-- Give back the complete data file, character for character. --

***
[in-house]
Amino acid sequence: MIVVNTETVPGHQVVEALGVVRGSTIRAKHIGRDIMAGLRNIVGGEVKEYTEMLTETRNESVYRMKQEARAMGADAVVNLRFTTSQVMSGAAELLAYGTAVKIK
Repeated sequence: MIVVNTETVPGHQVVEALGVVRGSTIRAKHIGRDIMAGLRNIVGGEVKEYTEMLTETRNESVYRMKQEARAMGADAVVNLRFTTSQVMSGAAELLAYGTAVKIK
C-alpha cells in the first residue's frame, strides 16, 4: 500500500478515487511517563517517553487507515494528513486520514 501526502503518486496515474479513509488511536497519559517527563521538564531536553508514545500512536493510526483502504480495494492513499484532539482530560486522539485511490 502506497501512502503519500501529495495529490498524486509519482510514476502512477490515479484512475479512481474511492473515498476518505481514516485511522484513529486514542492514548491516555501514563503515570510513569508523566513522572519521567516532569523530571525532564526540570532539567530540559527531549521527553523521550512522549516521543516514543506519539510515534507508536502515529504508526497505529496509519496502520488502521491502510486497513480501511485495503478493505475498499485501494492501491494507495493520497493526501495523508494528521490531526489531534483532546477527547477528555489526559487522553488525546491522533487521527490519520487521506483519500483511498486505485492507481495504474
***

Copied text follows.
[in-house]
Amino acid sequence: MIVVNTETVPGHQVVEALGVVRGSTIRAKHIGRDIMAGLRNIVGGEVKEYTEMLTETRNESVYRMKQEARAMGADAVVNLRFTTSQVMSGAAELLAYGTAVKIK
Repeated sequence: MIVVNTETVPGHQVVEALGVVRGSTIRAKHIGRDIMAGLRNIVGGEVKEYTEMLTETRNESVYRMKQEARAMGADAVVNLRFTTSQVMSGAAELLAYGTAVKIK
C-alpha cells in the first residue's frame, strides 16, 4: 500500500478515487511517563517517553487507515494528513486520514 501526502503518486496515474479513509488511536497519559517527563521538564531536553508514545500512536493510526483502504480495494492513499484532539482530560486522539485511490 502506497501512502503519500501529495495529490498524486509519482510514476502512477490515479484512475479512481474511492473515498476518505481514516485511522484513529486514542492514548491516555501514563503515570510513569508523566513522572519521567516532569523530571525532564526540570532539567530540559527531549521527553523521550512522549516521543516514543506519539510515534507508536502515529504508526497505529496509519496502520488502521491502510486497513480501511485495503478493505475498499485501494492501491494507495493520497493526501495523508494528521490531526489531534483532546477527547477528555489526559487522553488525546491522533487521527490519520487521506483519500483511498486505485492507481495504474